Five sporadic cases of nosocomial Legionnaires' disease were documented from 1989 to 1997 in a hospital in northern Italy. Two of them, which occurred in a 75-year-old man suffering from ischemic cardiopathy and in an 8-year-old girl suffering from acute leukemia, had fatal outcomes. Legionella pneumophila serogroup 6 was isolated from both patients and from hot-water samples taken at different sites in the hospital. These facts led us to consider the possibility that a single clone of L. pneumophila serogroup 6 had persisted in the hospital environment for 8 years and had caused sporadic infections. Comparison of clinical and environmental strains by monoclonal subtyping, macrorestriction analysis (MRA), and arbitrarily primed PCR (AP-PCR) showed that the strains were clustered into three different epidemiological types, of which only two types caused infection. An excellent correspondence between the MRA and AP-PCR results was observed, with both techniques having high discriminatory powers. However, it was not possible to differentiate the isolates by means of ribotyping and analysis of rrn operon polymorphism. Environmental strains that antigenically and chromosomally matched the infecting organism were present at the time of infection in hot-water samples taken from the ward where the patients had stayed. Interpretation of the temporal sequence of events on the basis of the typing results for clinical and environmental isolates enabled the identification of the ward where the patients became infected and the modes of transmission of Legionella infection. The long-term persistence in the hot-water system of different clones of L. pneumophila serogroup 6 indicates that repeated heat-based control measures were ineffective in eradicating the organism. (+info)
Airborne infection in a fully air-conditioned hospital. I. Air transfer between rooms.
Measurements have been made of the extent of air exchange between patient rooms in a fully air-conditioned hospital using a tracer-gas method. When the rooms were ventilated at about six air changes per hour, had an excess airflow through the doorway of about 0.1 m.3/sec. and the temperature difference between rooms and corridor was less than 0.5 degrees C., concentrations of the tracer in rooms close to that in which it was being liberated were 1000-fold less than that in the source room. This ratio fell to about 200-fold in the absence of any excess airflow through the doorways. Considerable dilution took place along the corridors so that the concentration fell by around 10-fold for every 10 m. of corridor. (+info)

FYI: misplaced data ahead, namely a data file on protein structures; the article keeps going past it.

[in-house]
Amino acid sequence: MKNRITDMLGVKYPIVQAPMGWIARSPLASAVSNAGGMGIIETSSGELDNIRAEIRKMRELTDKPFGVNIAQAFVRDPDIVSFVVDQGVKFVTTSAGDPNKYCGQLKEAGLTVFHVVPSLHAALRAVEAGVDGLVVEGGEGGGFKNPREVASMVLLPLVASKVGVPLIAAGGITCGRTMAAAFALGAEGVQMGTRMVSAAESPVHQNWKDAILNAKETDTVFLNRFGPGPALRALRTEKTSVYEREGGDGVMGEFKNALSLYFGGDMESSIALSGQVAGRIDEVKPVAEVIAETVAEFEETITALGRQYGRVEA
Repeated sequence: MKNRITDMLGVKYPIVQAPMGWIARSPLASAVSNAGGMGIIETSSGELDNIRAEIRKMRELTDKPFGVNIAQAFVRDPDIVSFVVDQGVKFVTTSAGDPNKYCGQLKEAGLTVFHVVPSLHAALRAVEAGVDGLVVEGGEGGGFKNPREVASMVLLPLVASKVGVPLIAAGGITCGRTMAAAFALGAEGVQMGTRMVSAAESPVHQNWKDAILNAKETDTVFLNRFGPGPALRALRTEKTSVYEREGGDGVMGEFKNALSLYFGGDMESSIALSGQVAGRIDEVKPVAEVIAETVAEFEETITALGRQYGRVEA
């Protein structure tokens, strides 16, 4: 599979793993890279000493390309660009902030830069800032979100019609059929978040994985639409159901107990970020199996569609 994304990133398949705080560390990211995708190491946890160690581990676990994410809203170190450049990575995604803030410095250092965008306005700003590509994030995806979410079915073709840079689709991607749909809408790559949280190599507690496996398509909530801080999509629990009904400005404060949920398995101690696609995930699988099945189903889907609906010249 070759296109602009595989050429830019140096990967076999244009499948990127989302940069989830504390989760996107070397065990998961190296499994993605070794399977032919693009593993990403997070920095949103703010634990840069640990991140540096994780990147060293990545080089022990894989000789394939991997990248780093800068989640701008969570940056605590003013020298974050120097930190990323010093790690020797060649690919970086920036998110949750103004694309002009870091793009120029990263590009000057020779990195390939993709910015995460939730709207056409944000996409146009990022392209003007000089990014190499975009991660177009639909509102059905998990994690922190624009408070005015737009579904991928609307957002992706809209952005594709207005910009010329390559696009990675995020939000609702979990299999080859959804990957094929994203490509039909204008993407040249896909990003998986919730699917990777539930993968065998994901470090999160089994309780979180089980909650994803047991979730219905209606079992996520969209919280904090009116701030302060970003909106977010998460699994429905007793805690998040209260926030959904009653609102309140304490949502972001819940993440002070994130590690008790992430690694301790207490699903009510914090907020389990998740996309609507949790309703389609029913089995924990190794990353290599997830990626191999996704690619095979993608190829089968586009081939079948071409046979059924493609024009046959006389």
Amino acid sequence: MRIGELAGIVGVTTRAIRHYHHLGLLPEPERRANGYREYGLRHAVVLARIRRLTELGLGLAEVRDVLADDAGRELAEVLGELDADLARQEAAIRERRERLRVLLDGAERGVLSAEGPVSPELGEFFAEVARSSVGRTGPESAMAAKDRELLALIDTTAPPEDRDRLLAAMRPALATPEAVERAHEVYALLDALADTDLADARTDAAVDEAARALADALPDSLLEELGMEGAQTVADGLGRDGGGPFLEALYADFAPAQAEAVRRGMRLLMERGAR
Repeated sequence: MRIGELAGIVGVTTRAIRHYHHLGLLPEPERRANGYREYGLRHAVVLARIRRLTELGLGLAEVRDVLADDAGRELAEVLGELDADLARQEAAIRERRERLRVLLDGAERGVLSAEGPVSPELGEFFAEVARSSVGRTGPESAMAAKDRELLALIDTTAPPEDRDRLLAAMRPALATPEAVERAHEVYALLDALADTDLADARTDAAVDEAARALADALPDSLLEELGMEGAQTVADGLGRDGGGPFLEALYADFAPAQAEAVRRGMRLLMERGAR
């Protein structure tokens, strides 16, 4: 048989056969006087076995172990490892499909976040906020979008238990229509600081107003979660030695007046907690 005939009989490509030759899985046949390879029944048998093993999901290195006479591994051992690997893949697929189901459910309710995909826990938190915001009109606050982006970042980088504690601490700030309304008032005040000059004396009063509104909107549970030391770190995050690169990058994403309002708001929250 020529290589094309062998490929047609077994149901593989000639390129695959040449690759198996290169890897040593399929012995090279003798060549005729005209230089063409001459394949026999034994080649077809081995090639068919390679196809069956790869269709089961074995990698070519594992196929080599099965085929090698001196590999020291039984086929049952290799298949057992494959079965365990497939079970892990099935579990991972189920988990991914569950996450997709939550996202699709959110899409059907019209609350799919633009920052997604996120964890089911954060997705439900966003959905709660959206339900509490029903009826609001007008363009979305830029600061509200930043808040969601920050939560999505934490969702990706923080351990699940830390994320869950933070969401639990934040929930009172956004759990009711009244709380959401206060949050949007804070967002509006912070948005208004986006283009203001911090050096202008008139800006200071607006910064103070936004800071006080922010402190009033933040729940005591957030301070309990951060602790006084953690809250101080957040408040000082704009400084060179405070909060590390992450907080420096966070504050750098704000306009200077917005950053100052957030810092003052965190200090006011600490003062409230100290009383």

Investigation of cross-infection in isolation wards of different design.
A survey was conducted in seven hospitals to assess the risk of cross-infection with the highly infectious air-borne diseases, varicella-zoster and measles, in isolation wards of different design. Existing wards and isolation techniques were found to afford a high degree of protection, but there was considerable variation in the incidence of cross-infection related to ward structure, ward practice and the availability of trained staff. Recommendations are made for the design of new isolation wards and for safe practice. (+info)
Laboratory automation and optimization: the role of architecture.
The increasing automation of laboratory equipment has had far-reaching impacts on the organizational structure and spatial requirements of clinical laboratories. This report explores the changing role of the laboratory in the healthcare environment and shows the architectural impact of these changes, both inside and outside of the laboratory space. (+info)
New facility picture archiving and communication system implementation strategy.
Strategies for deployment of picture archiving and communications systems (PACS) in new hospitals often involve the establishment of initial PACS operations. Such a strategy is flawed in the sense that the clinical and radiological users must adapt to PACS operations, while being faced with several other new facility learning curves. This increases the complexity and risk of the radiological services. A strategy of implementing PACS operations in the old facility and performing a zero-downtime transition into the new facility offers several advantages to this method. The successful undertaking of such a project will support not only the physical movement of the existing PACS, but the accomplishment of other re-engineering goals associated with the new hospital. This report will describe the strategy used in two successful transitions of PACS into newly constructed hospitals. (+info)